Portland Trail Blazers (15-22) vs Los Angeles Clippers (22-13)
Wednesday, January 6
Moda Center | 7:00 p.m. PST | Local TV/Radio: KGW; 620 AM
Portland injury report: None | Clippers injury report: Blake Griffin (Out - Leg), Wesley Johnson (Questionable - Foot)
SBN Affiliate: Clips Nation | Blazer's Edge Night 2016
After a smothering defeat at the hands of the Memphis Grizzlies on Monday, the Portland Trail Blazers are back at the Moda Center tonight to take on the streaking Los Angeles Clippers.
The Clippers have won six games in a row, including a 5-0 road trip, and for the most part have been doing it without All-Star power forward Blake Griffin, who has been sidelined since Dec. 27 with a partially torn quadriceps tendon. Griffin had been having a monster season, but his team hasn't missed a beat, averaging a more than 12-point margin of victory during their winning streak, capped with a 31-point drubbing of the hapless Philadelphia 76ers on Jan. 2.
In recent years, the Clippers' main problem has been with their supporting cast, whether that is simply not having one, or, as was the case earlier this season, not getting expected contributions from their role players.
Since Griffin went down with his injury, however, Los Angeles has seen 20-point performances from J.J. Redick, Austin Rivers, Paul Pierce, and Jamal Crawford. With Chris Paul and DeAndre Jordan performing at their expected levels, this has given the Clips a Big-Three-by-committee (and likely has Bill Simmons screaming "Ewing Theory" at the top of his lungs from his fourth row season seats at Clipper home games).
The key to L.A's turnaround, and the man that makes the Clippers' offense hum, is still Chris Paul. While Paul's field goal percentage has decreased from prior seasons, due in part to struggles from distance this year, he has never been a premier 3-point shooter. Paul averages 17.6 points and 9.2 assists per game, and makes his living in the mid-range off of the pick-and-roll, where he remains one of the most deadly point guards in the league.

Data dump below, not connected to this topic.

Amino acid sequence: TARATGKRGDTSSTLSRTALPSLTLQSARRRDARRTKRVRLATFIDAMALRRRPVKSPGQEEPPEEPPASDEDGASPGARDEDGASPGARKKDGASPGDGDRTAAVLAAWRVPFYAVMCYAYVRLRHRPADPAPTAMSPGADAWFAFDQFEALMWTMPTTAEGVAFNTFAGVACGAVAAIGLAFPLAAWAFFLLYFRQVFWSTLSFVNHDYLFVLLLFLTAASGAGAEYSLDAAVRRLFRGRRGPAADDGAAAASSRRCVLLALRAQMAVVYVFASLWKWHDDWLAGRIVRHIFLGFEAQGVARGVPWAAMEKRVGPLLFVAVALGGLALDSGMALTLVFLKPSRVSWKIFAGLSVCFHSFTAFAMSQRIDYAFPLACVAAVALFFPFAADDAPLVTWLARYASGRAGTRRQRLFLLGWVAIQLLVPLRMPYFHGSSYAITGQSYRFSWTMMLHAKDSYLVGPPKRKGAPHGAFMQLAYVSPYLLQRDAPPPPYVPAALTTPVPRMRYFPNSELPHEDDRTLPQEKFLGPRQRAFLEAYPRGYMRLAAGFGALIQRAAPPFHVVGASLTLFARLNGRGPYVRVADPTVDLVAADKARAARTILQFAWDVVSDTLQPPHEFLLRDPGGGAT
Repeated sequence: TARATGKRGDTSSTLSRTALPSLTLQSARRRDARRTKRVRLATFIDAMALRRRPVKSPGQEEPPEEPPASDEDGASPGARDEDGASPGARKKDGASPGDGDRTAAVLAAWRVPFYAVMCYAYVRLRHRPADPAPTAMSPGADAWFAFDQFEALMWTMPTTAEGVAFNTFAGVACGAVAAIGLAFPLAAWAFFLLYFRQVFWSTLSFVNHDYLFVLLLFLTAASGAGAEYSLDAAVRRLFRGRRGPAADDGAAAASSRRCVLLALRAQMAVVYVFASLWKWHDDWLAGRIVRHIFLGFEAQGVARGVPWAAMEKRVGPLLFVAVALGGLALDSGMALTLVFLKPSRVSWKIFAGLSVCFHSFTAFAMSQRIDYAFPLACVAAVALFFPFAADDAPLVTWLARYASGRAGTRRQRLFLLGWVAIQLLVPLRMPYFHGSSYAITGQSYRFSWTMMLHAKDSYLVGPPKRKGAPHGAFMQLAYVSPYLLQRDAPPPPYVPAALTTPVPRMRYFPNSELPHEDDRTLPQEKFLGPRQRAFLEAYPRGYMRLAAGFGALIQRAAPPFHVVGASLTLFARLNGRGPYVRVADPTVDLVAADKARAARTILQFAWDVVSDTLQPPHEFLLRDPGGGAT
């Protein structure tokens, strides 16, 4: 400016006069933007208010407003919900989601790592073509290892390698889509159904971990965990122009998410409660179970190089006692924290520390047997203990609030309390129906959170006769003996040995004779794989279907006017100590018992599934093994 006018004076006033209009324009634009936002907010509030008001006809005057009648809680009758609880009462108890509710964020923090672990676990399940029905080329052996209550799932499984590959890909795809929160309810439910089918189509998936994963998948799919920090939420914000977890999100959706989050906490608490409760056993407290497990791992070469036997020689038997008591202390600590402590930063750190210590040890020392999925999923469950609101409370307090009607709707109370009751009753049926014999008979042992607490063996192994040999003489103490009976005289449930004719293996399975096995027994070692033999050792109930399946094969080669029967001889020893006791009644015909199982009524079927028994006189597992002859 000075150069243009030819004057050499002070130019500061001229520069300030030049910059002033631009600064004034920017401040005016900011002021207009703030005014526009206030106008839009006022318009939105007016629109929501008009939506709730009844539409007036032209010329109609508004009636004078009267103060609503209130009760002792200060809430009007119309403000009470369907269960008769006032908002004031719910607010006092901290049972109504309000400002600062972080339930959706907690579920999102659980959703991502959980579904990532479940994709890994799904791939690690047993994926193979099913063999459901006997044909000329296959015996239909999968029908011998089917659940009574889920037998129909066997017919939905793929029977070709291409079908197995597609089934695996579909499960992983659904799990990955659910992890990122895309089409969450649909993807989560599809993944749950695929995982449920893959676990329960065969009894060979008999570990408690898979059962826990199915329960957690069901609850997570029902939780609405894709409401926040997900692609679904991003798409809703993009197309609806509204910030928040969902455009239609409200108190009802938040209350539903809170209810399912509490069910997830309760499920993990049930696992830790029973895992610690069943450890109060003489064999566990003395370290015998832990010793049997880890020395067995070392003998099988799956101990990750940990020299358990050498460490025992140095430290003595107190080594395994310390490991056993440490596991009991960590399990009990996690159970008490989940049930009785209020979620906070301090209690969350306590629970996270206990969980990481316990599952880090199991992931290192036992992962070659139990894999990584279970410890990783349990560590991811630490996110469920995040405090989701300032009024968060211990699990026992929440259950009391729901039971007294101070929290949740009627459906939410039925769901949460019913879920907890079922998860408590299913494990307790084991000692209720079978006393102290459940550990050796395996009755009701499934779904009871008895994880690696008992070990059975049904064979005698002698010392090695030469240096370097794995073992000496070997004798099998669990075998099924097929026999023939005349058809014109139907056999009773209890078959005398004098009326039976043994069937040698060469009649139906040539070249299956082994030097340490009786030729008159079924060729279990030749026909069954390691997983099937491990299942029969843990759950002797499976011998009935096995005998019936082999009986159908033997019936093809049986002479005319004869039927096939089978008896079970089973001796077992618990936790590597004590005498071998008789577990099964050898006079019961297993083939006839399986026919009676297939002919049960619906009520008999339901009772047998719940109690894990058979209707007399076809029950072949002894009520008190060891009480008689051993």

Paul's primary pick-and-roll partner, with the aforementioned Griffin missing this game, is monster center DeAndre Jordan. He's having another big year, putting up 11.5 points and 13.3 rebounds (3.5 offensive) per game, along with over two blocks and shooting an unbelievable 73 percent from the field. Jordan scores the majority of his buckets at point blank range, either on the roll, or on offensive put backs.
Shooting guard J.J. Redick has been coming on strong as of late and is putting up 16 points per game on 49 percent shooting from beyond the arc. Redick has a quick release and is able to get his shot off even under significant defensive pressure. His core strength allows him to connect from distance while in motion off of screens as well. Portland will need to pay careful attention to Redick at all times as he works to get loose on the perimeter.